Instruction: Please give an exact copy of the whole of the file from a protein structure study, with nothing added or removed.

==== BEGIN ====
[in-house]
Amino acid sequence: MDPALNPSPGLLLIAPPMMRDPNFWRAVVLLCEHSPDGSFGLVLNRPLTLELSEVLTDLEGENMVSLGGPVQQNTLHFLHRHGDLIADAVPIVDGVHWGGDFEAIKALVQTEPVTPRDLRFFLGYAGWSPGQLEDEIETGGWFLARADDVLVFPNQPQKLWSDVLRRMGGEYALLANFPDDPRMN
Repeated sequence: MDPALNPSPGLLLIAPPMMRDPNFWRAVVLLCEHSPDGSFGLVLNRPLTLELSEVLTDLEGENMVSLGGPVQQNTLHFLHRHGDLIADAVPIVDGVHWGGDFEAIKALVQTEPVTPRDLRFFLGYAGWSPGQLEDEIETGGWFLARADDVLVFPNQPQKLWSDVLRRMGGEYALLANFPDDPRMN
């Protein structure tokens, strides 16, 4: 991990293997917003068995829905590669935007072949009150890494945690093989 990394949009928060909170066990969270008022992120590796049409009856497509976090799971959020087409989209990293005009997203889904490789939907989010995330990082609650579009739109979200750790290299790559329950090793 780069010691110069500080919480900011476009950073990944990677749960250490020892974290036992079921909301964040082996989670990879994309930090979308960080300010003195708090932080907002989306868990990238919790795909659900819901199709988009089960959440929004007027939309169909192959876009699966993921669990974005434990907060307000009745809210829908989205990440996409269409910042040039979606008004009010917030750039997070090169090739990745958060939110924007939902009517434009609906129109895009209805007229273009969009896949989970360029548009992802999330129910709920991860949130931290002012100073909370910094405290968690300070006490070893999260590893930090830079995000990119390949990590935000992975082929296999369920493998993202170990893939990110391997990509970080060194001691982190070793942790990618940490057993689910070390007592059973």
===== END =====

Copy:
[in-house]
Amino acid sequence: MDPALNPSPGLLLIAPPMMRDPNFWRAVVLLCEHSPDGSFGLVLNRPLTLELSEVLTDLEGENMVSLGGPVQQNTLHFLHRHGDLIADAVPIVDGVHWGGDFEAIKALVQTEPVTPRDLRFFLGYAGWSPGQLEDEIETGGWFLARADDVLVFPNQPQKLWSDVLRRMGGEYALLANFPDDPRMN
Repeated sequence: MDPALNPSPGLLLIAPPMMRDPNFWRAVVLLCEHSPDGSFGLVLNRPLTLELSEVLTDLEGENMVSLGGPVQQNTLHFLHRHGDLIADAVPIVDGVHWGGDFEAIKALVQTEPVTPRDLRFFLGYAGWSPGQLEDEIETGGWFLARADDVLVFPNQPQKLWSDVLRRMGGEYALLANFPDDPRMN
């Protein structure tokens, strides 16, 4: 991990293997917003068995829905590669935007072949009150890494945690093989 990394949009928060909170066990969270008022992120590796049409009856497509976090799971959020087409989209990293005009997203889904490789939907989010995330990082609650579009739109979200750790290299790559329950090793 780069010691110069500080919480900011476009950073990944990677749960250490020892974290036992079921909301964040082996989670990879994309930090979308960080300010003195708090932080907002989306868990990238919790795909659900819901199709988009089960959440929004007027939309169909192959876009699966993921669990974005434990907060307000009745809210829908989205990440996409269409910042040039979606008004009010917030750039997070090169090739990745958060939110924007939902009517434009609906129109895009209805007229273009969009896949989970360029548009992802999330129910709920991860949130931290002012100073909370910094405290968690300070006490070893999260590893930090830079995000990119390949990590935000992975082929296999369920493998993202170990893939990110391997990509970080060194001691982190070793942790990618940490057993689910070390007592059973």